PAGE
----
- – Domestic
Master of Integrated Water Management (Partial Scholarship)
Faced with the risk of losing everything to the sea, a local community has stepped up to take over responsibility for defending its coastline.
With 90 miles of coastline (increasing to 93 when the tide is out), stretching from Kings Lynn to Great Yarmouth, Norfolk in the United Kingdom has one of the longest coastlines in the country.
It attracts thousands of visitors each year and is the site of numerous archaeological discoveries, including the oldest footprints in the world. It is also a coastline at risk.
Combinations of strong winds and high tides lead to flooding and major devastation, as experienced in 1953, and more recently in 2013.
Scenes of broken houses teetering on cliff edges have become the norm. Climate change and rising sea levels increase the risk of flooding still further.
Coastal protection is limited. There are sand dunes, and a grassy bank some distance inland. Most of the coastline is exposed to the sea. A low lying agricultural area, there are very few large towns within the county.
UK Government policies focus on a mix of managing a retreat, not intervening and holding the line within selected areas, such as around a gas terminal at Bacton.
The North Norfolk District Council sea defence projects have included building groynes, timber revetments, offshore reefs and protective rock armour on various beaches, but most areas do not have any protection at all.
The result is that many communities are at risk of losing their homes and livelihoods. One of those communities decided enough was enough.
Businessman Mike McDonnall owns several caravan parks in an area stretching from Snettisham to Hunstanton.
These areas have traditionally been maintained by the UK Government’s Environment Agency via an annual beach recycling process each winter, plus recharging the beaches every fifteen years. Costing £150,000 annually (around AUD$278k), beach recycling involves returning sand transported by longshore drift to its original location. A £2m beach recharging requires dredgers to add extra sand and shingle.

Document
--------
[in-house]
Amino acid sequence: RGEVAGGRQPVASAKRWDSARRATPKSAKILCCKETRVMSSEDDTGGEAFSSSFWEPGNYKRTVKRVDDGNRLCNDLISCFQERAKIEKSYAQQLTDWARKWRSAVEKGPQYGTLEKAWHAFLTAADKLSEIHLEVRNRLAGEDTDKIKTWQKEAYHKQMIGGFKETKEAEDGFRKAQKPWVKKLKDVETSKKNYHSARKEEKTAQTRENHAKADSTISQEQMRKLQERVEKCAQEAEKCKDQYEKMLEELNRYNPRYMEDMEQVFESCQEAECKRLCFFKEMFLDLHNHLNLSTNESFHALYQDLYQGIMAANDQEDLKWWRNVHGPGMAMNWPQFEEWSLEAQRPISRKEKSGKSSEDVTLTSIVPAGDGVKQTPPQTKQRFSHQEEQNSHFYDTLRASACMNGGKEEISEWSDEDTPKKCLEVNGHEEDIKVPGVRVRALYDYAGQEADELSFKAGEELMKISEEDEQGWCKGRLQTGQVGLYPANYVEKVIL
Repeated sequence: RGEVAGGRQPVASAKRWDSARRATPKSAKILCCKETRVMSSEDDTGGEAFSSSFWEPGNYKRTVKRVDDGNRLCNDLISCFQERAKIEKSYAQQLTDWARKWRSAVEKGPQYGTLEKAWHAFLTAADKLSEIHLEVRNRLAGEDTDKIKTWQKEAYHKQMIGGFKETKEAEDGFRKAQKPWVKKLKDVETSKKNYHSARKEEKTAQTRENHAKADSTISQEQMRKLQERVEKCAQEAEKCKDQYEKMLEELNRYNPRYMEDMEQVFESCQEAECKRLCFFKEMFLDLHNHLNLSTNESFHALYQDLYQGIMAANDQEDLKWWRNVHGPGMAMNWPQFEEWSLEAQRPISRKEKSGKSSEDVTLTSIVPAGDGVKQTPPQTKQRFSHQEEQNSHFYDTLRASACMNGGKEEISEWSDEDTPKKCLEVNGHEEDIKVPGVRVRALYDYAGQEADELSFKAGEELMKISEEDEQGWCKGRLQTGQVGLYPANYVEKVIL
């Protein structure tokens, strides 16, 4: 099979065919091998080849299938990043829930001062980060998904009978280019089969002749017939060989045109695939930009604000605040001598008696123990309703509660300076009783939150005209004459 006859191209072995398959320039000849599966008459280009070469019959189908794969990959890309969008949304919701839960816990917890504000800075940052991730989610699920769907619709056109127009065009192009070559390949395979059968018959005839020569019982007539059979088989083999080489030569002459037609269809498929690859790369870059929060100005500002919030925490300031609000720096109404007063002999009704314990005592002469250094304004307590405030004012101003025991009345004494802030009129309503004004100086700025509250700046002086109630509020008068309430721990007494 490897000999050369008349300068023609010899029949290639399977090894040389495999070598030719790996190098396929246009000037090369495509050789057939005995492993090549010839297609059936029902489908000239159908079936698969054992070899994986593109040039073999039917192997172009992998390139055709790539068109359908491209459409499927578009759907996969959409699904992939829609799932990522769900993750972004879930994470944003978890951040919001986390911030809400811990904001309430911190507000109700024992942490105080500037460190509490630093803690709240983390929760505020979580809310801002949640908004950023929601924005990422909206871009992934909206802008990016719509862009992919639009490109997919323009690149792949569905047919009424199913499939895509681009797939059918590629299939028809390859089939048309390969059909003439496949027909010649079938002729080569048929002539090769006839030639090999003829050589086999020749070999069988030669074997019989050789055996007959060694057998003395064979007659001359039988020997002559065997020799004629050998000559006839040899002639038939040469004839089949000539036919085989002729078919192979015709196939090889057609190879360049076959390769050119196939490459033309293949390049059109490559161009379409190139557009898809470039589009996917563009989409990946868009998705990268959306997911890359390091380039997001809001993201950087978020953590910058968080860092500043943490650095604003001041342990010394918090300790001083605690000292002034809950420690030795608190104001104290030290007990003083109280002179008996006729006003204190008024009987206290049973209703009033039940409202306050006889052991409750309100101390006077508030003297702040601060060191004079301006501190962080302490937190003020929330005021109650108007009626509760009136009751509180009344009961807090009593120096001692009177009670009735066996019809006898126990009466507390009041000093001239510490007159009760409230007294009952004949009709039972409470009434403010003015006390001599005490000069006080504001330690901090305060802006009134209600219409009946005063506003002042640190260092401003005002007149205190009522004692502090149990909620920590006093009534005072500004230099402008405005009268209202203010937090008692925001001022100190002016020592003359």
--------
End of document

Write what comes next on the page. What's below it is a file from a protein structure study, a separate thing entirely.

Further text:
Discovering that the UK Government was withdrawing funding for these processes, Mike took action.
He set up the East Wash Coastal Management Community Interest Company, involving all the local businesses, to take over responsibility for maintaining the beach defences.
Under the scheme, the Government could provide partnership funding, topping up whatever amount is raised from the community by 25 per cent. As it is a community interest company, there are no taxes and VAT involved.
Funds are raised from caravan and holiday homeowners using the caravan parks, which now have £50 per caravan and £100 per holiday home automatically added to their annual rental charges. Other homeowners along the coast can opt to contribute similar sums.
Mike has found it to be a positive path.
”It has been very successful. The scheme paid for the recycling in 2017, 2018 and 2019. Money is building up in the bank so that when the time comes for a recharge, it can be undertaken,” he said.
“Because we are working on a long-term basis, not year to year, we have been able to reduce the annual recycling price to £85,000. We now have the beach checked twice a year. We have demonstrated our commitment, and ability to raise funds and this has given us confidence in the long-term future.”
About the author: Angela Youngman writes as a correspondent for the International WaterCentre, charged with exploring water challenges and the ways these challenges are managed around the world.